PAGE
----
Mon, Jul 16, 2012 - Page 3 News List

DOH eyes boost to nurses wages to staunch brain drain

UNIFORM RISE:Nursing staff, many of whom have protested against salary levels and their working conditions, could see some payment increases

By Lee I-chia  /  Staff reporter

The Department of Health has proposed raising the salary of nurses who are willing to take evening and night shifts as an incentive to stabilize shift schedules and address the Taiwan’s brain drain.

Nurses have already protested against their harsh working conditions several times this year, mainly focused on disordered shift schedules such as having to work at least two different shifts every week as well as frequent shortage of manpower, which has lead to an excessive workload and forced overtime.

“In addition to their basic salaries, the night duty allowances will be increased by NT$200 per shift, compared with the current night duty allowances, ” Bureau of Nursing and Health Services Development director Teng Su-wen (鄧素文) said.

If nurses are willing to take on more than 15 days of evening or night shifts per month, the night duty allowance for evening shifts will increase from between NT$300 and NT$500 to about NT$400 to NT$700, she said, adding that the increase in allowance for night shifts will increase from between NT$400 and NT$700 at present to about NT$500 to NT$900.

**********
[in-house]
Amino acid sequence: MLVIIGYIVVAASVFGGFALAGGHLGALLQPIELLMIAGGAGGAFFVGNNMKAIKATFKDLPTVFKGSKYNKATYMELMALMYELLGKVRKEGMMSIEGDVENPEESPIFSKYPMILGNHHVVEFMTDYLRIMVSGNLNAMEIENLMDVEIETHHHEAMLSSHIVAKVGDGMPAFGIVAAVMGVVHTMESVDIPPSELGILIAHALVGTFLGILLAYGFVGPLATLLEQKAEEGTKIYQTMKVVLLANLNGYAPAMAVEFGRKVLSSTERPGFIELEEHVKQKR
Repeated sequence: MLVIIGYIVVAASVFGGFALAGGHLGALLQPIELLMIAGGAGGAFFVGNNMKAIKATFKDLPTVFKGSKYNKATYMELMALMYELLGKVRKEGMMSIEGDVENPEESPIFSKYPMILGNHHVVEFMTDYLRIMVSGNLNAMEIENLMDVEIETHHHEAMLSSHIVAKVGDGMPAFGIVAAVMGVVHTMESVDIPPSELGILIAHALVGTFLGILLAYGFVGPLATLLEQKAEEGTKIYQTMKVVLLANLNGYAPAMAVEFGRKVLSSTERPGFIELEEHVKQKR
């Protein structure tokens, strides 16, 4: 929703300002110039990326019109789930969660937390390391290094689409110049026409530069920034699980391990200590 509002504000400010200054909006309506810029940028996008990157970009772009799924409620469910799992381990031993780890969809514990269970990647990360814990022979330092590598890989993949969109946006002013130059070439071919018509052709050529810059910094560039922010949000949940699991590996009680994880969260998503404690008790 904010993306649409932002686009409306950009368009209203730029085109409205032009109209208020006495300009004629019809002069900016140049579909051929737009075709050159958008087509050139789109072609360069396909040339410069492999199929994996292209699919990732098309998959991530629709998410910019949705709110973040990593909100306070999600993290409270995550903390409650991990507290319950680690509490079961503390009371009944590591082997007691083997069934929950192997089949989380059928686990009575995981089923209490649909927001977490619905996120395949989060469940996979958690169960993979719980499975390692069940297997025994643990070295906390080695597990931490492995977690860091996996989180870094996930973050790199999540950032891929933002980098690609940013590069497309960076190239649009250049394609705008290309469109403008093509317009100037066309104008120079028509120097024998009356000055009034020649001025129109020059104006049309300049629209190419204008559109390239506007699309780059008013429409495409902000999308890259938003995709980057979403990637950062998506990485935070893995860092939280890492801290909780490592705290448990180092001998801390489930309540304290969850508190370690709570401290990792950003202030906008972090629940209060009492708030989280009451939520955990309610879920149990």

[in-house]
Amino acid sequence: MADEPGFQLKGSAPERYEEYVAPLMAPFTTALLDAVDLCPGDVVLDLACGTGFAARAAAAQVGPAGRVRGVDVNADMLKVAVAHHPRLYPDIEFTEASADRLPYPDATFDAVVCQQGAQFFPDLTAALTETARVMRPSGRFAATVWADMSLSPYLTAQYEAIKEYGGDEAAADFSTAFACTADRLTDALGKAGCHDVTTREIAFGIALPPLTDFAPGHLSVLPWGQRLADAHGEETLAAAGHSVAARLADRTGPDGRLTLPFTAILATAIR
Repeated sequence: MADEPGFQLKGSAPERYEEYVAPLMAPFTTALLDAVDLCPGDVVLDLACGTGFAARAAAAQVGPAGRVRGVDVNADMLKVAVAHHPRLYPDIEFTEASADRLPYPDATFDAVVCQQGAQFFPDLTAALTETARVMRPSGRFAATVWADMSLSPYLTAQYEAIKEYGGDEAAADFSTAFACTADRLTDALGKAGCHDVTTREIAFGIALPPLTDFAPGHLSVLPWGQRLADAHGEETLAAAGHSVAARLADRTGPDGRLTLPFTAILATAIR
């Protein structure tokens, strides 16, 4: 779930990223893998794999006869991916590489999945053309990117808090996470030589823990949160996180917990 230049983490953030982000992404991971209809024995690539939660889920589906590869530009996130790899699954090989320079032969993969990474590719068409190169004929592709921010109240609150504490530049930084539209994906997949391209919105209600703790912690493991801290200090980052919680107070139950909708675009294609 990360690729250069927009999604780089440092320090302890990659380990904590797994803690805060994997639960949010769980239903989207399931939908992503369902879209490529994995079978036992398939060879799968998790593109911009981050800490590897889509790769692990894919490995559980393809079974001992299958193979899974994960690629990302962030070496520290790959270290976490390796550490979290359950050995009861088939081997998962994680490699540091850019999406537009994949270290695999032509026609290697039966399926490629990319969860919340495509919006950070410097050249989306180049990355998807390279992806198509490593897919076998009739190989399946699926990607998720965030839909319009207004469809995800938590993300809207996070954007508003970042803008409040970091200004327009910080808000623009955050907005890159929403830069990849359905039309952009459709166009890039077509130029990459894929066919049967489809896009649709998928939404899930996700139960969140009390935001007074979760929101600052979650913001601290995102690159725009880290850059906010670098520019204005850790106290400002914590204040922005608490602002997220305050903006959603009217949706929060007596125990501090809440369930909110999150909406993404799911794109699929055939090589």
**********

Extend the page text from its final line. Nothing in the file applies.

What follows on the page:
Assuming the basic salary for a nurse at a public medical center is NT$46,000 and using the highest allowance of NT$900 per shift, a nurse willing to take 20 days of night shifts in a month could earn up to NT$18,000 extra that month, Tseng said.

The department said about 90,000 nurses would benefit from the increase.

In addition, to resolve the extra workload caused by writing reports or forced overtime on nurses when facing hospital accreditation and evaluation visits — as often as 40 to 50 times over a four year period at present — Teng said the department has also proposed reducing the frequency of visits to less than 10 times in every four years of medical accreditation.

Teng said the department hopes that the proposals can become an effective solution to stabilize the work force for night shifts and to stop the nursing brain drain problem because — if the night shift work force can be stabilized — then the shift schedules of other nurses will also become more stable.

The proposals were sent to the Executive Yuan for approval last week and may be enacted as early as September, the department said.

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